- New Eighteenth Centuries
Sooner or later, we scholars and critics are dated. An essay called "A History of the Future" might try to predict what will happen in eighteenth-century studies, but soon enough becomes a souvenir of the moment when it was written (or perhaps a moment before).1 A book called The New Eighteenth Century eventually fits on a shelf with other relics of newness, like the old New Criticism. If we are lucky, some remnants survive; a few New Critics are breathing still. But making their innovations seem fresh again depends on recreating the contexts that once gave them life. At one time, we have to remember, the past was new.
When The New Eighteenth Century was new, in 1987, I was taken aback by what its introductory essay said about my history of the future. For one thing, "The" was substituted for the "A" in my title. To write the history of the future, as if a crystal ball could be definitive, would be preposterous. Moreover, the error reproduced the most objectionable word in the editors' own title: The. New eighteenth centuries had always been plentiful, beginning in the eighteenth century itself, but a book that purported to contain the new eighteenth century (in its 1987 version) was bound to overlook a great many other versions.2 And the editors compounded that error when they claimed that I seemed "caught" between my "passion for the new" and "fear of it."3 Some new things deserve our passion, some do not. My essay does not recognize the categorical new, which squeezes the heads of a hydra into one "it"; nor did I ever join the party of the New Historicism.
Perhaps a herald of the new needs always to rewrite the past. That was certainly true of my own history of the future. It responded to a particular situation. In 1972 the English Institute had launched a series on New Approaches to Eighteenth-Century Literature, which began with four talks. The results distressed Paul de Man, who chaired the Institute in 1973. The approaches had struck him as not very new, and one of them, Donald Greene's "The Study of Eighteenth-Century Literature: Past, Present, and Future," bristled with what would later be [End Page 327] called the resistance to theory. De Man asked me to organize another session and open my own talk to new approaches. The assignment appealed to me, not only because the time was ripe for a sea change in eighteenth-century studies, cued by the founding of ASECS in 1969, but also because I had recently taken over as editor of "The Restoration and the Eighteenth Century" in the popular Norton Anthology of English Literature. At that time the canon seemed stultified—not a single woman author in the whole first volume of the anthology (2,000 pages), no reference to slavery or empire or the class system, no hint of the revolutions brewing both then and now. There was an obvious need for fresh air. In the third edition (1974) I was allowed some timid additions: Anne Finch, a bit of sex from Rochester, Johnson's "Brief to Free a Slave," Smart's "My Cat Jeoffry," Burke on the American Revolution. But clearly the rigid notion of "English Literature" was ready to be rethought. What might it be in the future?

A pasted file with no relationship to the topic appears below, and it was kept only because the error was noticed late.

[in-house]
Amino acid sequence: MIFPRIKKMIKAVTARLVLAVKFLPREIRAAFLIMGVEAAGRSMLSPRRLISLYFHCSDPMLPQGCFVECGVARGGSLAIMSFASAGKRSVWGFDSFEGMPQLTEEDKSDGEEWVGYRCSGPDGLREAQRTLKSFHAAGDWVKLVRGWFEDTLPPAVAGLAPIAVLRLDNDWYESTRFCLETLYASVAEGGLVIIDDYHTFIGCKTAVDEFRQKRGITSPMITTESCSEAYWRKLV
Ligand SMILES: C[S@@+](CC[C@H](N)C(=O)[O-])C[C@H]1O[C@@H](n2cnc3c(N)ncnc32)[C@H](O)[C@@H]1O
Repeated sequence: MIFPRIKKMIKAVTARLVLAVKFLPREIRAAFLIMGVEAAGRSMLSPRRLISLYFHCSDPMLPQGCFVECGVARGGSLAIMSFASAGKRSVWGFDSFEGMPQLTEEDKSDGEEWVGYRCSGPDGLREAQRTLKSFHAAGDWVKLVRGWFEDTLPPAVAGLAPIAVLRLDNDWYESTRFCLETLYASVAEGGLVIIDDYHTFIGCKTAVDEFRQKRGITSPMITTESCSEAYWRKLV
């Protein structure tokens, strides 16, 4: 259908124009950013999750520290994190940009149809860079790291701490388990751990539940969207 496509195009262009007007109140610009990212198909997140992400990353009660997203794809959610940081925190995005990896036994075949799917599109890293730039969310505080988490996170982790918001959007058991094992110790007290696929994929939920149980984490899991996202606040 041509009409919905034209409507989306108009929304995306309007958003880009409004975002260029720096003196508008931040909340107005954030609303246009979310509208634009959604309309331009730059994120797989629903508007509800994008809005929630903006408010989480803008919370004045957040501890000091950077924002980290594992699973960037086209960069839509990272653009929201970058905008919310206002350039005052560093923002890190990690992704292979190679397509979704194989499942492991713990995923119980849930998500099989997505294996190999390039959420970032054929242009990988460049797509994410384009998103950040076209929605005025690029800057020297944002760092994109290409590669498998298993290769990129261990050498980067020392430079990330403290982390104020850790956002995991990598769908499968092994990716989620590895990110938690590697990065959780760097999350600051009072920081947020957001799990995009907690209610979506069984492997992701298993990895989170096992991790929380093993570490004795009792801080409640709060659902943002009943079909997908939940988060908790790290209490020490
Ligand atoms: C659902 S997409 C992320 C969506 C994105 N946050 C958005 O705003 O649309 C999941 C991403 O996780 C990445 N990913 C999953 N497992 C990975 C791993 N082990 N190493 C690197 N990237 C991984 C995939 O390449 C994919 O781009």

Rereading my talk now, more than four decades later, I find it dated in many ways. Its pronouns, for instance, assume that authors and scholars are men (save for one reference to "men and women"). It tends to focus on what was then the received canon of English literature (later editions of the Norton Anthology would venture far outside). It limits its excursions into theory, except for Foucault (more than one person has told me that my talk was the first time they heard about him). But most of all, it subscribes to a humanistic vision of progress, not only in scholarship but also in the stories that scholars tell about the eighteenth century itself, whose radical changes in society and art are credited with provoking ideas that still inspire hope for a better world.